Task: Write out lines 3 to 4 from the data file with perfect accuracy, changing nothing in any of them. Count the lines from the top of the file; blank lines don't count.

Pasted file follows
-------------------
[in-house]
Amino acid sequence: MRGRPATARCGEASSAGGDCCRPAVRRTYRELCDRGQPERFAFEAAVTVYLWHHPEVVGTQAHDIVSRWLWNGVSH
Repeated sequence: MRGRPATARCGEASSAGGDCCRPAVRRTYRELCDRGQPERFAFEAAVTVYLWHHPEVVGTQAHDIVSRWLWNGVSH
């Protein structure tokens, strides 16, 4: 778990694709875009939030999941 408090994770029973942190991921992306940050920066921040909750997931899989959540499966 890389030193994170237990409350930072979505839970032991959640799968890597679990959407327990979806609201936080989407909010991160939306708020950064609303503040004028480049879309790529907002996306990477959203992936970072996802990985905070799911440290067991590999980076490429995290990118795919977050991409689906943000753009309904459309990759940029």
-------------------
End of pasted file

Repeated sequence: MRGRPATARCGEASSAGGDCCRPAVRRTYRELCDRGQPERFAFEAAVTVYLWHHPEVVGTQAHDIVSRWLWNGVSH
């Protein structure tokens, strides 16, 4: 778990694709875009939030999941 408090994770029973942190991921992306940050920066921040909750997931899989959540499966 890389030193994170237990409350930072979505839970032991959640799968890597679990959407327990979806609201936080989407909010991160939306708020950064609303503040004028480049879309790529907002996306990477959203992936970072996802990985905070799911440290067991590999980076490429995290990118795919977050991409689906943000753009309904459309990759940029």